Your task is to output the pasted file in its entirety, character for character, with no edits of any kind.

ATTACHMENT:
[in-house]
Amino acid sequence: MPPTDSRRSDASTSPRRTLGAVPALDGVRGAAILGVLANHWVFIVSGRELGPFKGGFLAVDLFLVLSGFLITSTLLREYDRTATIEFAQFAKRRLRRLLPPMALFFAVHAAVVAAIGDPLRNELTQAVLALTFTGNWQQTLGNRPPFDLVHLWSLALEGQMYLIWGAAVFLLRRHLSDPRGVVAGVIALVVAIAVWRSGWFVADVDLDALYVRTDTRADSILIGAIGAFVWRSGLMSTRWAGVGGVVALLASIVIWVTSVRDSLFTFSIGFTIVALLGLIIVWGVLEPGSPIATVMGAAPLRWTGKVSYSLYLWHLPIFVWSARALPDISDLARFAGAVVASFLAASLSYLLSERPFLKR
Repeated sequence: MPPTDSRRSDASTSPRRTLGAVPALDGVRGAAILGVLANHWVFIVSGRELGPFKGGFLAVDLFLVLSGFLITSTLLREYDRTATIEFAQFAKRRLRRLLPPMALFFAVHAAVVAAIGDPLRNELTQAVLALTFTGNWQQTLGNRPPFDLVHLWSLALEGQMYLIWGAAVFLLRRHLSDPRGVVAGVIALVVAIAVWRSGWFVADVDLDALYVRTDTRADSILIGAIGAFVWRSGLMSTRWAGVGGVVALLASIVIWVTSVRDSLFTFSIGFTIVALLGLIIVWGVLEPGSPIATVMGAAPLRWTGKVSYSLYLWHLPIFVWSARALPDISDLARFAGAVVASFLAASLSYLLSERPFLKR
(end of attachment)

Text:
[in-house]
Amino acid sequence: MPPTDSRRSDASTSPRRTLGAVPALDGVRGAAILGVLANHWVFIVSGRELGPFKGGFLAVDLFLVLSGFLITSTLLREYDRTATIEFAQFAKRRLRRLLPPMALFFAVHAAVVAAIGDPLRNELTQAVLALTFTGNWQQTLGNRPPFDLVHLWSLALEGQMYLIWGAAVFLLRRHLSDPRGVVAGVIALVVAIAVWRSGWFVADVDLDALYVRTDTRADSILIGAIGAFVWRSGLMSTRWAGVGGVVALLASIVIWVTSVRDSLFTFSIGFTIVALLGLIIVWGVLEPGSPIATVMGAAPLRWTGKVSYSLYLWHLPIFVWSARALPDISDLARFAGAVVASFLAASLSYLLSERPFLKR
Repeated sequence: MPPTDSRRSDASTSPRRTLGAVPALDGVRGAAILGVLANHWVFIVSGRELGPFKGGFLAVDLFLVLSGFLITSTLLREYDRTATIEFAQFAKRRLRRLLPPMALFFAVHAAVVAAIGDPLRNELTQAVLALTFTGNWQQTLGNRPPFDLVHLWSLALEGQMYLIWGAAVFLLRRHLSDPRGVVAGVIALVVAIAVWRSGWFVADVDLDALYVRTDTRADSILIGAIGAFVWRSGLMSTRWAGVGGVVALLASIVIWVTSVRDSLFTFSIGFTIVALLGLIIVWGVLEPGSPIATVMGAAPLRWTGKVSYSLYLWHLPIFVWSARALPDISDLARFAGAVVASFLAASLSYLLSERPFLKR